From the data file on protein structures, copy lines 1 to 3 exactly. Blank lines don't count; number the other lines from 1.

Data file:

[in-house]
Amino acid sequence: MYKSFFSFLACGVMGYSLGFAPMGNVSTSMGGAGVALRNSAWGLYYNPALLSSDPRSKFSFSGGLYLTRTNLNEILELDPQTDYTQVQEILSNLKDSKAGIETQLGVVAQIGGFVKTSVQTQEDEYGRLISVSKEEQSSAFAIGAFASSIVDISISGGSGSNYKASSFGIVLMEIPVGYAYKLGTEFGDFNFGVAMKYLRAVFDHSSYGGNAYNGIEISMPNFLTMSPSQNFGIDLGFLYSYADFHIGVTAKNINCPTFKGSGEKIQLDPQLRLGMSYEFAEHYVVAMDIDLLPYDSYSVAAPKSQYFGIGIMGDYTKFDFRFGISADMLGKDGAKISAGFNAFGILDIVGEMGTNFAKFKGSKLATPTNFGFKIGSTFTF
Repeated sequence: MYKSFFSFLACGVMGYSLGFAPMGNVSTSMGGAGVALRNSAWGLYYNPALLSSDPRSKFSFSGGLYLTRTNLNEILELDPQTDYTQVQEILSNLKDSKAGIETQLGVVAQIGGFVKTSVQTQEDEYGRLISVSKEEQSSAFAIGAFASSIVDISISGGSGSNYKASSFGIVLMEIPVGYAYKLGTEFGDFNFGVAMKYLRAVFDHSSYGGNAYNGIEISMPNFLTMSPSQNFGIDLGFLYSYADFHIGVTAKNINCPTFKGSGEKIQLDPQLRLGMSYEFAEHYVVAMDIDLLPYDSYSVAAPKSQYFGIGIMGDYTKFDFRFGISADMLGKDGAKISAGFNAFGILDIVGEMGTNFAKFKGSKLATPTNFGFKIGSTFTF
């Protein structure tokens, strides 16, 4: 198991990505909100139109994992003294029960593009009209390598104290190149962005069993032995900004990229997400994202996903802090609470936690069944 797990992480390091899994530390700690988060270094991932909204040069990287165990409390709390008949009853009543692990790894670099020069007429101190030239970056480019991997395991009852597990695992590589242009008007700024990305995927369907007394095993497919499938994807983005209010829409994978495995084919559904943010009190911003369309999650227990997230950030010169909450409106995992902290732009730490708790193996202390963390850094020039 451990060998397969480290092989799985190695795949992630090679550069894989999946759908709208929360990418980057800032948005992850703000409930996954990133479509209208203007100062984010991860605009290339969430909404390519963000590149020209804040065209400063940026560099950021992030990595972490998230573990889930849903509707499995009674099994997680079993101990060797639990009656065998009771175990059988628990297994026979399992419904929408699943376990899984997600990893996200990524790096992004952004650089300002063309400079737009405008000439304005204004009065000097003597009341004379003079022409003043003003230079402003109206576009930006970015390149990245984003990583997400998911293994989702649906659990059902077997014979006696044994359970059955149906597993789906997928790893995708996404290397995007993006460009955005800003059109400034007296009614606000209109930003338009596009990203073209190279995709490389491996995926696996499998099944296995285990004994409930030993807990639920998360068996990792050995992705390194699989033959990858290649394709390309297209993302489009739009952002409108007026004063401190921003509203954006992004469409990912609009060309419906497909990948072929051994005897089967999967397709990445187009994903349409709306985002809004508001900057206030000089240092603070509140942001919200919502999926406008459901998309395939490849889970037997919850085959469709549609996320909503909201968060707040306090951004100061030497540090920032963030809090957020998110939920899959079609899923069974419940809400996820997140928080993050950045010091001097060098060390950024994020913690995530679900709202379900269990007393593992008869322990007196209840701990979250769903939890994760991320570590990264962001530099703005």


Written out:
[in-house]
Amino acid sequence: MYKSFFSFLACGVMGYSLGFAPMGNVSTSMGGAGVALRNSAWGLYYNPALLSSDPRSKFSFSGGLYLTRTNLNEILELDPQTDYTQVQEILSNLKDSKAGIETQLGVVAQIGGFVKTSVQTQEDEYGRLISVSKEEQSSAFAIGAFASSIVDISISGGSGSNYKASSFGIVLMEIPVGYAYKLGTEFGDFNFGVAMKYLRAVFDHSSYGGNAYNGIEISMPNFLTMSPSQNFGIDLGFLYSYADFHIGVTAKNINCPTFKGSGEKIQLDPQLRLGMSYEFAEHYVVAMDIDLLPYDSYSVAAPKSQYFGIGIMGDYTKFDFRFGISADMLGKDGAKISAGFNAFGILDIVGEMGTNFAKFKGSKLATPTNFGFKIGSTFTF
Repeated sequence: MYKSFFSFLACGVMGYSLGFAPMGNVSTSMGGAGVALRNSAWGLYYNPALLSSDPRSKFSFSGGLYLTRTNLNEILELDPQTDYTQVQEILSNLKDSKAGIETQLGVVAQIGGFVKTSVQTQEDEYGRLISVSKEEQSSAFAIGAFASSIVDISISGGSGSNYKASSFGIVLMEIPVGYAYKLGTEFGDFNFGVAMKYLRAVFDHSSYGGNAYNGIEISMPNFLTMSPSQNFGIDLGFLYSYADFHIGVTAKNINCPTFKGSGEKIQLDPQLRLGMSYEFAEHYVVAMDIDLLPYDSYSVAAPKSQYFGIGIMGDYTKFDFRFGISADMLGKDGAKISAGFNAFGILDIVGEMGTNFAKFKGSKLATPTNFGFKIGSTFTF